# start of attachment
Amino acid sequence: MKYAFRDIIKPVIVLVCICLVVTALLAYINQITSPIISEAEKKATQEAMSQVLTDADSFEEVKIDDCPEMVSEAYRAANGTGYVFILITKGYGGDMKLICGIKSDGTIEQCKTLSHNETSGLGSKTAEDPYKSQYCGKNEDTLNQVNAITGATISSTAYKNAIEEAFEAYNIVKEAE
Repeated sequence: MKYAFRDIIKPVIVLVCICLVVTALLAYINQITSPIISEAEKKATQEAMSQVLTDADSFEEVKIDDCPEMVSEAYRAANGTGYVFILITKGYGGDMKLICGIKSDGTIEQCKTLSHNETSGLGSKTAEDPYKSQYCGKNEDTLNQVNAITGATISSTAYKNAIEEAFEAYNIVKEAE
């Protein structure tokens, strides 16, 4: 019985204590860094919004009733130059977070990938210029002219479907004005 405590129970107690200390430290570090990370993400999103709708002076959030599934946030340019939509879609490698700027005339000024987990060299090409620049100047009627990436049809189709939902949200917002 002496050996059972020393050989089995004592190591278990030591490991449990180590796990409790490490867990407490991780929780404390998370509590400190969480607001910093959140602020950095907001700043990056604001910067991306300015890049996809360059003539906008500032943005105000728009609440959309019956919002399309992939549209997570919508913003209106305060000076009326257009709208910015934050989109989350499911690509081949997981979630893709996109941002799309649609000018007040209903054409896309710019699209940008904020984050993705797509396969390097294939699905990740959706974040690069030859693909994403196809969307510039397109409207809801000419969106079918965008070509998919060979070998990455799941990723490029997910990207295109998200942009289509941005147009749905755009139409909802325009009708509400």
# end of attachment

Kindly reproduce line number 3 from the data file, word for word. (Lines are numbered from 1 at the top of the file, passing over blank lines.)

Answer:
């Protein structure tokens, strides 16, 4: 019985204590860094919004009733130059977070990938210029002219479907004005 405590129970107690200390430290570090990370993400999103709708002076959030599934946030340019939509879609490698700027005339000024987990060299090409620049100047009627990436049809189709939902949200917002 002496050996059972020393050989089995004592190591278990030591490991449990180590796990409790490490867990407490991780929780404390998370509590400190969480607001910093959140602020950095907001700043990056604001910067991306300015890049996809360059003539906008500032943005105000728009609440959309019956919002399309992939549209997570919508913003209106305060000076009326257009709208910015934050989109989350499911690509081949997981979630893709996109941002799309649609000018007040209903054409896309710019699209940008904020984050993705797509396969390097294939699905990740959706974040690069030859693909994403196809969307510039397109409207809801000419969106079918965008070509998919060979070998990455799941990723490029997910990207295109998200942009289509941005147009749905755009139409909802325009009708509400």